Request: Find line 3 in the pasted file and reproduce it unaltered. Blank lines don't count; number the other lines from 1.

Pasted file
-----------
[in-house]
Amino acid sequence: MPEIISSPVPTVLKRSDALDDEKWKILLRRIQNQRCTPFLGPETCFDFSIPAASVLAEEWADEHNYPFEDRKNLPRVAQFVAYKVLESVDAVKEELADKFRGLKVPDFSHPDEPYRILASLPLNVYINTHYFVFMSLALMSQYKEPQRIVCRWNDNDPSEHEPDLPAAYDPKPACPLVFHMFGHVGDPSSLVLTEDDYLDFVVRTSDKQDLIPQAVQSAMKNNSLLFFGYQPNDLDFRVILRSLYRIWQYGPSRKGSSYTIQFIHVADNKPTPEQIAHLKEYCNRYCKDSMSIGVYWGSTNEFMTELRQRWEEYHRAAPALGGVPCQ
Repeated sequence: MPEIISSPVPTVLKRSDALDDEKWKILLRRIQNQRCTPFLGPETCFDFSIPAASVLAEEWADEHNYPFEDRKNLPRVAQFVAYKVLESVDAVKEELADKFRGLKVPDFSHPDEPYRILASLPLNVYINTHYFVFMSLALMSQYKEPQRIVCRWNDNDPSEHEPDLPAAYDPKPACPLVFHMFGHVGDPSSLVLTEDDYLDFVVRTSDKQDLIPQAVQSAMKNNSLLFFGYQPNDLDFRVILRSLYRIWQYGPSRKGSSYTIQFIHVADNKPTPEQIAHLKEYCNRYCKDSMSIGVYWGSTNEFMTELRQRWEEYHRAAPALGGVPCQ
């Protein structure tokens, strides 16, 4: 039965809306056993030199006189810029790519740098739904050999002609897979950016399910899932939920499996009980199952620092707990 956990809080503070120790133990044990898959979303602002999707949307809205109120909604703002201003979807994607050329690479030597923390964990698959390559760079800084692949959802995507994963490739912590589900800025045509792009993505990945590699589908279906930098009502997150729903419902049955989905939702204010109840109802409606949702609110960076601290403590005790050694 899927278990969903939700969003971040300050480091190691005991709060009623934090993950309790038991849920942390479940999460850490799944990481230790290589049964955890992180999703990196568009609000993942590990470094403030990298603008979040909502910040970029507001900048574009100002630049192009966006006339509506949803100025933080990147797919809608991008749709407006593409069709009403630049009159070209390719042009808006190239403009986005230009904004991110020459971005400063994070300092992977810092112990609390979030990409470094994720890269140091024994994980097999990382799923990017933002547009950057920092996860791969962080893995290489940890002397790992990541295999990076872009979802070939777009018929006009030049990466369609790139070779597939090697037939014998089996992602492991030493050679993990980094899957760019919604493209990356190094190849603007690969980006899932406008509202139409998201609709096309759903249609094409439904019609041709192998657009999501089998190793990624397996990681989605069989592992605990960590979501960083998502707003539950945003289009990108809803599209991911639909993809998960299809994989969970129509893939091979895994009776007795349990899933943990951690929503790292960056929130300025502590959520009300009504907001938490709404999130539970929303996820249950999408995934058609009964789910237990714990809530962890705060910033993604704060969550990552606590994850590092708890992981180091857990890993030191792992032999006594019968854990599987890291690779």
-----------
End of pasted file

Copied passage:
Repeated sequence: MPEIISSPVPTVLKRSDALDDEKWKILLRRIQNQRCTPFLGPETCFDFSIPAASVLAEEWADEHNYPFEDRKNLPRVAQFVAYKVLESVDAVKEELADKFRGLKVPDFSHPDEPYRILASLPLNVYINTHYFVFMSLALMSQYKEPQRIVCRWNDNDPSEHEPDLPAAYDPKPACPLVFHMFGHVGDPSSLVLTEDDYLDFVVRTSDKQDLIPQAVQSAMKNNSLLFFGYQPNDLDFRVILRSLYRIWQYGPSRKGSSYTIQFIHVADNKPTPEQIAHLKEYCNRYCKDSMSIGVYWGSTNEFMTELRQRWEEYHRAAPALGGVPCQ